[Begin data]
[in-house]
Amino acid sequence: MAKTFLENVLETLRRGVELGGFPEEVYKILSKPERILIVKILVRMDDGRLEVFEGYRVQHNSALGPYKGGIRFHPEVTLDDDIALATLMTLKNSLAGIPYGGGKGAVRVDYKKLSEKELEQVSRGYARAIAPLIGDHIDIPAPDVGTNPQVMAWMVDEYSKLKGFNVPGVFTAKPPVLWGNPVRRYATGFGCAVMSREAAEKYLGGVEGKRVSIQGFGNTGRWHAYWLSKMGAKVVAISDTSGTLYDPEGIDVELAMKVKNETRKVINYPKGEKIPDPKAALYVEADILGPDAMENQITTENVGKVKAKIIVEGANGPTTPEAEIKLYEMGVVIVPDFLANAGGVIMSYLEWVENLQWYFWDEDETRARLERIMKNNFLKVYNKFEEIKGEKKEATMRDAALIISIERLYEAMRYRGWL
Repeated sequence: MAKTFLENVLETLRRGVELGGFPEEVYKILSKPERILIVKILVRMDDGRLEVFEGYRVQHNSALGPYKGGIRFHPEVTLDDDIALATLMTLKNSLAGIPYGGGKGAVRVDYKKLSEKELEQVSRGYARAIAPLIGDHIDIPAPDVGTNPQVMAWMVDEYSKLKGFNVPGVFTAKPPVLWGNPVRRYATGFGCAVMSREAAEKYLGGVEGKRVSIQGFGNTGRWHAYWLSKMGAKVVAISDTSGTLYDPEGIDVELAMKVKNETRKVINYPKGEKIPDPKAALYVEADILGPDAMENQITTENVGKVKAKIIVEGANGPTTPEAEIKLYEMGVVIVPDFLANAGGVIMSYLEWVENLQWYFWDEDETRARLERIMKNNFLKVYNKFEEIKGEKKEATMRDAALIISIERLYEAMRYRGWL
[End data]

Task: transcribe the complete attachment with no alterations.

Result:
[in-house]
Amino acid sequence: MAKTFLENVLETLRRGVELGGFPEEVYKILSKPERILIVKILVRMDDGRLEVFEGYRVQHNSALGPYKGGIRFHPEVTLDDDIALATLMTLKNSLAGIPYGGGKGAVRVDYKKLSEKELEQVSRGYARAIAPLIGDHIDIPAPDVGTNPQVMAWMVDEYSKLKGFNVPGVFTAKPPVLWGNPVRRYATGFGCAVMSREAAEKYLGGVEGKRVSIQGFGNTGRWHAYWLSKMGAKVVAISDTSGTLYDPEGIDVELAMKVKNETRKVINYPKGEKIPDPKAALYVEADILGPDAMENQITTENVGKVKAKIIVEGANGPTTPEAEIKLYEMGVVIVPDFLANAGGVIMSYLEWVENLQWYFWDEDETRARLERIMKNNFLKVYNKFEEIKGEKKEATMRDAALIISIERLYEAMRYRGWL
Repeated sequence: MAKTFLENVLETLRRGVELGGFPEEVYKILSKPERILIVKILVRMDDGRLEVFEGYRVQHNSALGPYKGGIRFHPEVTLDDDIALATLMTLKNSLAGIPYGGGKGAVRVDYKKLSEKELEQVSRGYARAIAPLIGDHIDIPAPDVGTNPQVMAWMVDEYSKLKGFNVPGVFTAKPPVLWGNPVRRYATGFGCAVMSREAAEKYLGGVEGKRVSIQGFGNTGRWHAYWLSKMGAKVVAISDTSGTLYDPEGIDVELAMKVKNETRKVINYPKGEKIPDPKAALYVEADILGPDAMENQITTENVGKVKAKIIVEGANGPTTPEAEIKLYEMGVVIVPDFLANAGGVIMSYLEWVENLQWYFWDEDETRARLERIMKNNFLKVYNKFEEIKGEKKEATMRDAALIISIERLYEAMRYRGWL